Åsa Harvard


A common narrative setup in interactive multimedia is placing the users in a virtual place, where they are supposed to find their way around and examine the props. Which somehow equals having the user walking around in a moving image.

To us, modern readers of text and images, an image represents one specific moment, possibly extended to a minimal duration equal to the time used to "read" the image. A break in continuity, be it in time or in space, is usually signalled by a sign as comic book "gutters". In pre-renaissance painting the notion of time in images was broader. One person could be represented several times within the same picture frame, at crucial moments of his or her life. This multi-point perspective has survived in eastern european icons as well as in popular imagery, for example in board games like Monopoly.

Maintaining the coherence of time and space gives rise to difficulties in navigational multimedia. As the path of the user by definition must not be predetermined, the content at different nodes cannot have any temporal interrelationships. The solution has mainly been to reduce narrative content to unconnected episodes, or to engage the user in unveiling a story that occurred prior to the gameplay. The cost for avoiding illogical transitions is very high, narratively speaking: redundant spatial information, short open-ended chains of events, lack of dynamism.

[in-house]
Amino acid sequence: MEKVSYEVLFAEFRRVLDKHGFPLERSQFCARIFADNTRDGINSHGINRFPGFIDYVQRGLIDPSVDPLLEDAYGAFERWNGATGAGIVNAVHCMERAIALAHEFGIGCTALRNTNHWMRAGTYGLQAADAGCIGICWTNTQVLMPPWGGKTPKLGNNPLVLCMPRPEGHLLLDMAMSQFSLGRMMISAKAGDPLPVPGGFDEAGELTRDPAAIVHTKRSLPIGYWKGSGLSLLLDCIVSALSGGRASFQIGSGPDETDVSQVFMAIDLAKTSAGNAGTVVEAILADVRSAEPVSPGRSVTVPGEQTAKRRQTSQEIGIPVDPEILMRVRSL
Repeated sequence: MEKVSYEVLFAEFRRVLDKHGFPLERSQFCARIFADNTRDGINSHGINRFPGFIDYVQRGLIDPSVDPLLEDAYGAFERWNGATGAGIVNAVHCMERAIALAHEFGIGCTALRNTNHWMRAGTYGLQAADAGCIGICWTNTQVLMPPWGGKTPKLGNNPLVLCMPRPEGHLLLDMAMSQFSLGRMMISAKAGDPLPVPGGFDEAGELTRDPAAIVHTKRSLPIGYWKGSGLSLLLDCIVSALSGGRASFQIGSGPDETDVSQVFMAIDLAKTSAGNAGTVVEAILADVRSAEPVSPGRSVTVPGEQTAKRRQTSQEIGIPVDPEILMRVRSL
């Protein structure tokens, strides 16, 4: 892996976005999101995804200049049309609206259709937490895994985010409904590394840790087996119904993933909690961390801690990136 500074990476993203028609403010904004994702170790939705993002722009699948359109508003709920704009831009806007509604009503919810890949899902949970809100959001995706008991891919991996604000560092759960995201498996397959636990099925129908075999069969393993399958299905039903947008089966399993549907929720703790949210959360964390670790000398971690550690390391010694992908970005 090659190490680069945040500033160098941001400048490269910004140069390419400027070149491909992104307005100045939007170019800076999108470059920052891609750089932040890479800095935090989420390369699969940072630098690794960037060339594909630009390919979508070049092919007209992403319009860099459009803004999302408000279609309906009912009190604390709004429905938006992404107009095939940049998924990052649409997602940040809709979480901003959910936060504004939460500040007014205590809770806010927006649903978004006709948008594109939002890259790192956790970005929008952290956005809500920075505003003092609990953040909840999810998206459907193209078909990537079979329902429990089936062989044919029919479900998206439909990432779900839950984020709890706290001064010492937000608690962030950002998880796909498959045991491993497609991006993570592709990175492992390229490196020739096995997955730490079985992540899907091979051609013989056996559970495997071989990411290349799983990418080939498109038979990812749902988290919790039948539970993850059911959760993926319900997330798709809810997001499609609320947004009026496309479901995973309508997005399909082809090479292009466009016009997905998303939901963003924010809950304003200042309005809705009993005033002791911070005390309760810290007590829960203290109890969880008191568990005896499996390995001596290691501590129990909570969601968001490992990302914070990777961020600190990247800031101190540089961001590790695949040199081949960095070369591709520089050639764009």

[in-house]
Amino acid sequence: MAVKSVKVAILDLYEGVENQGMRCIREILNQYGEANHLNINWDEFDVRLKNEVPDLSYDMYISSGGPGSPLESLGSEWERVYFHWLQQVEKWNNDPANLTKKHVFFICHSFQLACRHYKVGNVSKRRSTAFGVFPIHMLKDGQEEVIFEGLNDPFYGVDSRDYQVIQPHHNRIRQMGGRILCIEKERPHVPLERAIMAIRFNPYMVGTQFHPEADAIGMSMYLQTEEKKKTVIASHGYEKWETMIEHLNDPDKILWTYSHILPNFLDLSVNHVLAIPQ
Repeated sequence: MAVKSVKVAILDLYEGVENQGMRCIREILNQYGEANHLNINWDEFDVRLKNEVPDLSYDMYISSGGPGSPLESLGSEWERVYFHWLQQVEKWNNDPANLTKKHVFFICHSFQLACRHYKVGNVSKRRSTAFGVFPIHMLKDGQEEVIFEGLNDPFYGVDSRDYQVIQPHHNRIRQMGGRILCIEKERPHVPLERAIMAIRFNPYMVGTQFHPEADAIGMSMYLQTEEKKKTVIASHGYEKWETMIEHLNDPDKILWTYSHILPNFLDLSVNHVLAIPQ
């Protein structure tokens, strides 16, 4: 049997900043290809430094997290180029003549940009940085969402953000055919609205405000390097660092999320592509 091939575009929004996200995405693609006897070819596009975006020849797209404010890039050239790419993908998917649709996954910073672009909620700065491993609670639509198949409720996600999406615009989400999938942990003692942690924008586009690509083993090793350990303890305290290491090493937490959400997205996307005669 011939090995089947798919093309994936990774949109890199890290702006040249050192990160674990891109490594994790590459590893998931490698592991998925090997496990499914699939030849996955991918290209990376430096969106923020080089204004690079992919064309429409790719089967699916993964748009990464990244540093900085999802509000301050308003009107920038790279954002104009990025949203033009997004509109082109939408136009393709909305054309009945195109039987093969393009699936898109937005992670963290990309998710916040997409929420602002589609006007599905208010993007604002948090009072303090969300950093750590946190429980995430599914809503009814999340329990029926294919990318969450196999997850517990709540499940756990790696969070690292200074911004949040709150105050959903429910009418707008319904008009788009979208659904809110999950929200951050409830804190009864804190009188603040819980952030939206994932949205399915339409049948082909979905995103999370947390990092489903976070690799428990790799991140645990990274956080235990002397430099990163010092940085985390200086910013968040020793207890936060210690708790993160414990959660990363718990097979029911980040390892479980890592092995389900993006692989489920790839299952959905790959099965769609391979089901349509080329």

Some years ago, enthusiasts hoped for interactive narrative to liberate the author from the so-called "constraints of linear storytelling". This sofar has not happened. Instead most narrative multimedia pieces are subjected to the constraints of both spatial and temporal linearity. Artificial intelligence technologies and realtime 3D-graphics may help to elaborate stories that can be played out under these conditions. But they should not spare us the effort of questioning the narrative conventions of interactive multimedia, in search for models that rely more on the user’s imagination and less on "re-creating reality".

Full Text: